Wild Chives: are available all winter. Minced finely, they wake up winter taste buds: I add them to salads or baked potatoes or mash into butter.
Cronewort (Artemisia vulgaris): is sending new leaves up from its rhizomes. If you want less cronewort in the garden next year, pull up the rhizomes with their leaves, rinse the dirt off, and chop into the whole thing into your salad, or make them into a delicious vinegar.
Catnip (Nepetaria cataria) and other mints, such as lemon balm, thyme, rosemary, and bergamot, may be hardier than you think. Take a look around and see which of the mints is still green. A leaf or two, finely minced, of any tasty mint – yes, there is lots of motherwort, and it’s a mint, but it’s too bitter to be considered tasty – adds zip to winter salads.
Mallow (Malva neglecta) thrives in the cool weather, which always strikes me as odd, since most of the plants in this family are tropical, like hibiscus. As you can see, this mallow is spreading wide and even blooming. I suppose the bees are flying when the sun shines and the temperature is warm enough, so why not bloom?! There are plenty of bland tasting, respiratory-strengthening leaves to be had for many months for cold-weather salads.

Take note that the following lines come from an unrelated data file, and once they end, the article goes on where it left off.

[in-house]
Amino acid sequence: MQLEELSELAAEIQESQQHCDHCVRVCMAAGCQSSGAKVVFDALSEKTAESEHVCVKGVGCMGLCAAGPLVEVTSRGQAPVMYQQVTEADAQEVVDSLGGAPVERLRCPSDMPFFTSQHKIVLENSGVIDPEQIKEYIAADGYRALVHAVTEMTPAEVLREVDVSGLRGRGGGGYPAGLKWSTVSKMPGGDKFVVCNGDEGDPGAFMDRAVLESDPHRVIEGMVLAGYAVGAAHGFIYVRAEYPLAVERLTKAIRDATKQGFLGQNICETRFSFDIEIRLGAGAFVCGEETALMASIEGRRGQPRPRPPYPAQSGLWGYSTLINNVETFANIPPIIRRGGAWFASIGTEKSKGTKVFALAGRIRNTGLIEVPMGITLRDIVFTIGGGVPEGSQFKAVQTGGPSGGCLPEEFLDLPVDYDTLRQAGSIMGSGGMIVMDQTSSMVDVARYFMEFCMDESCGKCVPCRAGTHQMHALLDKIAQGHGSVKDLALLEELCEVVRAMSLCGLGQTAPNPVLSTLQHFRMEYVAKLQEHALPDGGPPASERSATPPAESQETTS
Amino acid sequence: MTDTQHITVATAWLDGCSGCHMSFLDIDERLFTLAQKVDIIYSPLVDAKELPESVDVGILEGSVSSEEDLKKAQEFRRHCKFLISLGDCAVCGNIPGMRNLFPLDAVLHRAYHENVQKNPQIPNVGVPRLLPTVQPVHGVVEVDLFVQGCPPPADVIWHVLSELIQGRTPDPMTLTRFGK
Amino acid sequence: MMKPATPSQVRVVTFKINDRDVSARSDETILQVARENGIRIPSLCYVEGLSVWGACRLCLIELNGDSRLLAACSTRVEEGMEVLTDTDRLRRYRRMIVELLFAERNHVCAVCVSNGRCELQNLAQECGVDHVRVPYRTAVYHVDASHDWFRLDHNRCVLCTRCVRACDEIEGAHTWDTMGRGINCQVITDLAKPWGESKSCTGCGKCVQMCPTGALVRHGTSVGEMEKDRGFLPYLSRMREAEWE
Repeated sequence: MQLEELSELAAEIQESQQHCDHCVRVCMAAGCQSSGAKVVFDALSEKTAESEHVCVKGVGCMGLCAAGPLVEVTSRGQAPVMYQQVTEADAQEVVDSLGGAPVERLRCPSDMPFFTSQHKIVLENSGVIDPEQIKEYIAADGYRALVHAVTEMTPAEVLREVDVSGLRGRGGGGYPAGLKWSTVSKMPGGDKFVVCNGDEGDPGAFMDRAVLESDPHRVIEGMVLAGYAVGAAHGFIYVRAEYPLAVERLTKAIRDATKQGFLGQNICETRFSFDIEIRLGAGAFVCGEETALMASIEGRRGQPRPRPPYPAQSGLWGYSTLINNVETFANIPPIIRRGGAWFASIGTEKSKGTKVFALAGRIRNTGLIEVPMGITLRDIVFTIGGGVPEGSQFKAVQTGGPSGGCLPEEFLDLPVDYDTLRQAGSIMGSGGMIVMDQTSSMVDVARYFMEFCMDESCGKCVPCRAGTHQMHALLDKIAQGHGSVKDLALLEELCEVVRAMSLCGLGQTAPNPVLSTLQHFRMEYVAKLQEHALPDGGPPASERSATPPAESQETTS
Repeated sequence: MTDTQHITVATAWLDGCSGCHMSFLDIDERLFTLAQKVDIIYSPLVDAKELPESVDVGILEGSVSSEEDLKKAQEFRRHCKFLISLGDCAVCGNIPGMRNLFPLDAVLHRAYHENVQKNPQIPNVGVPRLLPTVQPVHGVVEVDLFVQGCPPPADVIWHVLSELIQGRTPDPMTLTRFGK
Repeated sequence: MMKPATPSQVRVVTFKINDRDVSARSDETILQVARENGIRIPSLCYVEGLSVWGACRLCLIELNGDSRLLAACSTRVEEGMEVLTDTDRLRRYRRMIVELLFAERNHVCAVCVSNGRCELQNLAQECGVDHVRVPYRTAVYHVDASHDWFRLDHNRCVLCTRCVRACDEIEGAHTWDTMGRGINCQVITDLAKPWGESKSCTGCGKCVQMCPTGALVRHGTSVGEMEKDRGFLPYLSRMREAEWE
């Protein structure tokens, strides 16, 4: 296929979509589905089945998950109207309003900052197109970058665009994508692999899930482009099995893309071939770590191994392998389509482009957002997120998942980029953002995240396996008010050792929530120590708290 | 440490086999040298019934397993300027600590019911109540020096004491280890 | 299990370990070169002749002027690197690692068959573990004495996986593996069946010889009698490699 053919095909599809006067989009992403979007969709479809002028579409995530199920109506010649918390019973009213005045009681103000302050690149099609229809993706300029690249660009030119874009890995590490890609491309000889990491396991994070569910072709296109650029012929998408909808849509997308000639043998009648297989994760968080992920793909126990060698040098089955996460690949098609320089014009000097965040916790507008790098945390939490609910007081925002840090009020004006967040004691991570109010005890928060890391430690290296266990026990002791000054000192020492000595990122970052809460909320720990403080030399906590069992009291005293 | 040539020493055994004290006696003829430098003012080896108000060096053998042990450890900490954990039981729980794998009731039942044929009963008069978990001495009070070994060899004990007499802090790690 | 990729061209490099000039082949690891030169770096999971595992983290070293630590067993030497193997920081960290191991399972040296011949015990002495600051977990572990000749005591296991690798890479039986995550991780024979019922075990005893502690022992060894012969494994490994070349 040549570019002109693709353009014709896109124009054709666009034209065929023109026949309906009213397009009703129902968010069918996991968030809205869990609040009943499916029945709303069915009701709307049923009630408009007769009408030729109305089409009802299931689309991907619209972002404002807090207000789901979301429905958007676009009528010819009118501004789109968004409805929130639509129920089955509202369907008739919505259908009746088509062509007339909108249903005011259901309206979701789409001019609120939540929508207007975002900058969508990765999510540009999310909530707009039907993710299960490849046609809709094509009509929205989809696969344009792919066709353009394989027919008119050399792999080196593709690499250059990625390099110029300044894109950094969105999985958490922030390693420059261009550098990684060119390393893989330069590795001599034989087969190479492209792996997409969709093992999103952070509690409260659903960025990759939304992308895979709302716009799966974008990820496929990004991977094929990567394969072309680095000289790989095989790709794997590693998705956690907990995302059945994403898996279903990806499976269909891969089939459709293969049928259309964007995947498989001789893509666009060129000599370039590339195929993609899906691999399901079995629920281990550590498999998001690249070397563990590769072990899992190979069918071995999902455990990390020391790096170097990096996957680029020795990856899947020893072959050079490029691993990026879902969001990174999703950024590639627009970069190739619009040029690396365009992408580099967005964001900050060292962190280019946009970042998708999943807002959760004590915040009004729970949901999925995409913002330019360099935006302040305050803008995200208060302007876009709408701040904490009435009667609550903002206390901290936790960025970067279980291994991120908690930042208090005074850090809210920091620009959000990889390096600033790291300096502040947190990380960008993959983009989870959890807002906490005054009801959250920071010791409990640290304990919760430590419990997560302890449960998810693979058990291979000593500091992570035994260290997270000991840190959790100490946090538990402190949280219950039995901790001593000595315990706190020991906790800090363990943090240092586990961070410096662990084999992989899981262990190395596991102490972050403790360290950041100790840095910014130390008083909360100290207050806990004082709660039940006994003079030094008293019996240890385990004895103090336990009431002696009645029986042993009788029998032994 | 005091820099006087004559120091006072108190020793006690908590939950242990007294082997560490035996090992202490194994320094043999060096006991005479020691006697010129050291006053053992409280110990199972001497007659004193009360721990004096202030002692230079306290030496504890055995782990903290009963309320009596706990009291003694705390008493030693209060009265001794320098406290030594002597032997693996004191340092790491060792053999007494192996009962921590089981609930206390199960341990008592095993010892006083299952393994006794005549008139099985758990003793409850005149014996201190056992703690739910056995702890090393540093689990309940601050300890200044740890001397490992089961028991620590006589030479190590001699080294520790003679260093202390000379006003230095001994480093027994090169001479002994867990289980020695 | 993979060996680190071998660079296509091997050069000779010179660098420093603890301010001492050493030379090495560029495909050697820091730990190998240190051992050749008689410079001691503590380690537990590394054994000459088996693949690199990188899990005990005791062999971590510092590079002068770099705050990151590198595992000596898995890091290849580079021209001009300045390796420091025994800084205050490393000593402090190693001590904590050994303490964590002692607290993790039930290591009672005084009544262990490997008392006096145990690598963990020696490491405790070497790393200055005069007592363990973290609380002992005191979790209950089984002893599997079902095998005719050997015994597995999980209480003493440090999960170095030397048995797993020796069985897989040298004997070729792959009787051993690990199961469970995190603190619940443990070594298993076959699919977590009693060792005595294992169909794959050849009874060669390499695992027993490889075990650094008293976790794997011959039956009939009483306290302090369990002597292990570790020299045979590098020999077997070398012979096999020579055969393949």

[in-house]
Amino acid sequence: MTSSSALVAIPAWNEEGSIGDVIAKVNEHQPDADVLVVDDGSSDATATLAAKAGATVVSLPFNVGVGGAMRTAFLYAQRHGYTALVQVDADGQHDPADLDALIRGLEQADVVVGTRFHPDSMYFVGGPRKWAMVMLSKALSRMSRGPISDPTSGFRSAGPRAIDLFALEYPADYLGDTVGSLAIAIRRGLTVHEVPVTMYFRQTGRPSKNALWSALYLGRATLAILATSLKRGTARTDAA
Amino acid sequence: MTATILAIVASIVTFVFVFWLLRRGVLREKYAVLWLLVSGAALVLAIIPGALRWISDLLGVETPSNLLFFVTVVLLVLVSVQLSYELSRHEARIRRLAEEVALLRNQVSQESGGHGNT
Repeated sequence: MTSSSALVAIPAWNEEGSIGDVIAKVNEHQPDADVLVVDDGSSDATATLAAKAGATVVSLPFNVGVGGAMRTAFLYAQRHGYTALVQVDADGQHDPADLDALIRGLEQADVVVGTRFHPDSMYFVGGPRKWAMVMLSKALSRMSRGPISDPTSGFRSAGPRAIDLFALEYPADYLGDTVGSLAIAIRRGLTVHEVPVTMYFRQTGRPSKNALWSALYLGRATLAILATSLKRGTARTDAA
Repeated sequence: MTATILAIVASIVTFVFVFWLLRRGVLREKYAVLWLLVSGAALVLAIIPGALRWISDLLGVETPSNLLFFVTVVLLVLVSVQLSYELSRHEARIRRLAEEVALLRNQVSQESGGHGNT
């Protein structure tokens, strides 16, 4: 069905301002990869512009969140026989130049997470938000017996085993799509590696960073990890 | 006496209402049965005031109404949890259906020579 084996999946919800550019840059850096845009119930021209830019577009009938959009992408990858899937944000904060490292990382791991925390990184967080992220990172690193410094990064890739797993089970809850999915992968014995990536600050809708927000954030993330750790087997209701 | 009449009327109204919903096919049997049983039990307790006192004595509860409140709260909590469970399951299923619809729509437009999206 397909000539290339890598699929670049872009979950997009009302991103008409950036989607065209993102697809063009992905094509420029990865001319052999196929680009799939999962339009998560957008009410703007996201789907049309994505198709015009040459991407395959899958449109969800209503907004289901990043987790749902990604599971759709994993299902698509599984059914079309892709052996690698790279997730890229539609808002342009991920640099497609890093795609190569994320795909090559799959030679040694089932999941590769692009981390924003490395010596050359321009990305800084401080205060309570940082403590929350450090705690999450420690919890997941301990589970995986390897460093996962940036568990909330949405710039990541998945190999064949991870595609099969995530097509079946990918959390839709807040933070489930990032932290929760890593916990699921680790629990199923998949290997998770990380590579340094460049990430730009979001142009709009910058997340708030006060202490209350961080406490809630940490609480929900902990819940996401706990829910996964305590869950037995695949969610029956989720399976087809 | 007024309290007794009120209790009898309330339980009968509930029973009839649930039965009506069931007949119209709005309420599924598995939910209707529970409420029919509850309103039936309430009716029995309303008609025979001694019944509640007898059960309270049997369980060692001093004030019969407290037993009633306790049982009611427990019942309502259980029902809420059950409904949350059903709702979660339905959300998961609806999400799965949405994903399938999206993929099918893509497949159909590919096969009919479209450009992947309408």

Chickweed (Stellaria media) is another girl who thrives in the cold. I suspect I could find some in flower if I searched. Look around and I am sure you will discover some chickweed near you. She is gentle-tasting, though a bit stringy, and thus an ideal salad plant. If you have a lot of chickweed, make a tincture too.
Giant Chickweed (Stellaria pubera) is not as happy in the cold as its smaller sister. I think of giant chickweed as summer chickweed. But with the weather so mild, I notice she is sending out a lot of new growth. And she is oh so good in salad.
Cress in bloom. Like all members of its family, cresses have flowers with four petals. Many mustard family plants wait for cold weather to germinate and grow. They often contain compounds that help us ward off cold and flu viruses, as well as cancer.
Garlic Mustard (Alliaria officinalis) is also a mustard family plant, but it doesn’t bloom until next spring. The dark green leaves are hardy and abundant in open woods, roadsides, and gardens. I do my best to eat some every day to stay healthy in cold and flu season.